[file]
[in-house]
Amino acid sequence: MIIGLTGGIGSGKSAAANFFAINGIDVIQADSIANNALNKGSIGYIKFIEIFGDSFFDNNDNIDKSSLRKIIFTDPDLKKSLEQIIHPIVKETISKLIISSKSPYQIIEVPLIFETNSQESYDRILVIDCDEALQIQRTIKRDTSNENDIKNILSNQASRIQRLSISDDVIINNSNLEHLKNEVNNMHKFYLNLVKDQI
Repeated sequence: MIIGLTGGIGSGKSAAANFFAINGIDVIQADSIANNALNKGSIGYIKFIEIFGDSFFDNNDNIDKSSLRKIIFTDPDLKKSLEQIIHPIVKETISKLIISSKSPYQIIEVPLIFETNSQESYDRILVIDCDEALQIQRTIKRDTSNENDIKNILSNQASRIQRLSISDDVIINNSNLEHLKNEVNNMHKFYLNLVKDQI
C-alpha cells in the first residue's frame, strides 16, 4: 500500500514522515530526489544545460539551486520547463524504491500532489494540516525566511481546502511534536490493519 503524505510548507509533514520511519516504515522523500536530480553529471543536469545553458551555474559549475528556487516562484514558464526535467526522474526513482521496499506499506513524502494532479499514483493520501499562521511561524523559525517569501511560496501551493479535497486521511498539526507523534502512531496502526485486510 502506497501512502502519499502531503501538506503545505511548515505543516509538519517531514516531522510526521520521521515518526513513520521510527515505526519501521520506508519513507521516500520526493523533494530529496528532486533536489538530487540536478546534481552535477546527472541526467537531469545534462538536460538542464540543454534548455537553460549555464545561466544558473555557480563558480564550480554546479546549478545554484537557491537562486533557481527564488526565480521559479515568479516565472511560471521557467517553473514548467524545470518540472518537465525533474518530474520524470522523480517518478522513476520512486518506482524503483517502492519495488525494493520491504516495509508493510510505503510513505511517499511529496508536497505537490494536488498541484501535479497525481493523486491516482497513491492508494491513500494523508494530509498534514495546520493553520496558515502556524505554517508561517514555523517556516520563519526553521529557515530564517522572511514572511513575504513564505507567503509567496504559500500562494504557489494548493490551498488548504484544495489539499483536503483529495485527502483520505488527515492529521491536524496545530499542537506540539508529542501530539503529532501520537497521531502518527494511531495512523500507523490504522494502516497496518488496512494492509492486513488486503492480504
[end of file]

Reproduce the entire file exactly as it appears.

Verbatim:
[in-house]
Amino acid sequence: MIIGLTGGIGSGKSAAANFFAINGIDVIQADSIANNALNKGSIGYIKFIEIFGDSFFDNNDNIDKSSLRKIIFTDPDLKKSLEQIIHPIVKETISKLIISSKSPYQIIEVPLIFETNSQESYDRILVIDCDEALQIQRTIKRDTSNENDIKNILSNQASRIQRLSISDDVIINNSNLEHLKNEVNNMHKFYLNLVKDQI
Repeated sequence: MIIGLTGGIGSGKSAAANFFAINGIDVIQADSIANNALNKGSIGYIKFIEIFGDSFFDNNDNIDKSSLRKIIFTDPDLKKSLEQIIHPIVKETISKLIISSKSPYQIIEVPLIFETNSQESYDRILVIDCDEALQIQRTIKRDTSNENDIKNILSNQASRIQRLSISDDVIINNSNLEHLKNEVNNMHKFYLNLVKDQI
C-alpha cells in the first residue's frame, strides 16, 4: 500500500514522515530526489544545460539551486520547463524504491500532489494540516525566511481546502511534536490493519 503524505510548507509533514520511519516504515522523500536530480553529471543536469545553458551555474559549475528556487516562484514558464526535467526522474526513482521496499506499506513524502494532479499514483493520501499562521511561524523559525517569501511560496501551493479535497486521511498539526507523534502512531496502526485486510 502506497501512502502519499502531503501538506503545505511548515505543516509538519517531514516531522510526521520521521515518526513513520521510527515505526519501521520506508519513507521516500520526493523533494530529496528532486533536489538530487540536478546534481552535477546527472541526467537531469545534462538536460538542464540543454534548455537553460549555464545561466544558473555557480563558480564550480554546479546549478545554484537557491537562486533557481527564488526565480521559479515568479516565472511560471521557467517553473514548467524545470518540472518537465525533474518530474520524470522523480517518478522513476520512486518506482524503483517502492519495488525494493520491504516495509508493510510505503510513505511517499511529496508536497505537490494536488498541484501535479497525481493523486491516482497513491492508494491513500494523508494530509498534514495546520493553520496558515502556524505554517508561517514555523517556516520563519526553521529557515530564517522572511514572511513575504513564505507567503509567496504559500500562494504557489494548493490551498488548504484544495489539499483536503483529495485527502483520505488527515492529521491536524496545530499542537506540539508529542501530539503529532501520537497521531502518527494511531495512523500507523490504522494502516497496518488496512494492509492486513488486503492480504